Undergraduate Student Perspectives on Parent Involvement: Experiences Beyond the First Year
King, Terese A.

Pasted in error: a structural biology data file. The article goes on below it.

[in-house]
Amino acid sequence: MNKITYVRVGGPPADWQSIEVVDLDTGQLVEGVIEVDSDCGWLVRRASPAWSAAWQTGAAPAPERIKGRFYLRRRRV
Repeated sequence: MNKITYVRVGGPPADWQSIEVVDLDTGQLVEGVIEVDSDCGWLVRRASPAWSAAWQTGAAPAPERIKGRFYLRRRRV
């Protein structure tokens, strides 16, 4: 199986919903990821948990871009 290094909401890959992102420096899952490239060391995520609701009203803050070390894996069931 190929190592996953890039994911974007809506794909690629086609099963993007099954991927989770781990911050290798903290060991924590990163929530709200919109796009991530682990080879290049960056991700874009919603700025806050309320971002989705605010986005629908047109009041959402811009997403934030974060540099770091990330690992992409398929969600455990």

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Over the past two decades, the level of parent involvement on college campuses has increased (Janosik, 2004; Merriman, 2008; Wartman & Savage, 2008; Wolf, Sax, & Harper, 2009). The purpose of the qualitative study is to understand the experiences, perceptions, and attitudes of college students with regard to the involvement of their parents during their college experience. The study contains a review of the existing literature on parent involvement in higher education and is guided by attachment theory (Ainsworth, 1989; Bowlby, 1973) and the theory of emerging adulthood (Arnett, 2000). The study includes data from twenty-four undergraduate students gathered through semi-structured interviews. The interviews include questions about student's college experience and the role their parents play throughout the experience. The data in the study was coded and analyzed for themes. The study adds to the body of literature on college student development and emerging adulthood by examining how traditional aged college students experience and perceive the relationship with their parents as they transition from adolescence to young adults. The study also informs the practice of designing services aimed at college students and their parents/families.